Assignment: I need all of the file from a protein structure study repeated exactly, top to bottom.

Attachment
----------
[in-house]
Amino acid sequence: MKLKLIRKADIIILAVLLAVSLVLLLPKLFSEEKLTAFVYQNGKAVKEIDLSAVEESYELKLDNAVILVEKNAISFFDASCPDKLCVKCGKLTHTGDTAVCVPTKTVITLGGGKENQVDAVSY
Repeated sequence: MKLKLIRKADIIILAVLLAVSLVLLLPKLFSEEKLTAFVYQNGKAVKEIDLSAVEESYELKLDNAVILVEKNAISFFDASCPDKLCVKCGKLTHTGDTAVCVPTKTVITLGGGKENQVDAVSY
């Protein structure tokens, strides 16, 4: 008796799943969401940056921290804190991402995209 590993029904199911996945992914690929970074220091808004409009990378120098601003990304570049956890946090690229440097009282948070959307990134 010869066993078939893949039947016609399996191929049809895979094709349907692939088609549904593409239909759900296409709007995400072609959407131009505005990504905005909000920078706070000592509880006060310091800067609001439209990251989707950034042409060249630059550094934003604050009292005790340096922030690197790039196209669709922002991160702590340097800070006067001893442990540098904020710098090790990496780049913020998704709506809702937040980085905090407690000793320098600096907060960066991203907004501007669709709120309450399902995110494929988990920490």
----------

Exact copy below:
[in-house]
Amino acid sequence: MKLKLIRKADIIILAVLLAVSLVLLLPKLFSEEKLTAFVYQNGKAVKEIDLSAVEESYELKLDNAVILVEKNAISFFDASCPDKLCVKCGKLTHTGDTAVCVPTKTVITLGGGKENQVDAVSY
Repeated sequence: MKLKLIRKADIIILAVLLAVSLVLLLPKLFSEEKLTAFVYQNGKAVKEIDLSAVEESYELKLDNAVILVEKNAISFFDASCPDKLCVKCGKLTHTGDTAVCVPTKTVITLGGGKENQVDAVSY
């Protein structure tokens, strides 16, 4: 008796799943969401940056921290804190991402995209 590993029904199911996945992914690929970074220091808004409009990378120098601003990304570049956890946090690229440097009282948070959307990134 010869066993078939893949039947016609399996191929049809895979094709349907692939088609549904593409239909759900296409709007995400072609959407131009505005990504905005909000920078706070000592509880006060310091800067609001439209990251989707950034042409060249630059550094934003604050009292005790340096922030690197790039196209669709922002991160702590340097800070006067001893442990540098904020710098090790990496780049913020998704709506809702937040980085905090407690000793320098600096907060960066991203907004501007669709709120309450399902995110494929988990920490």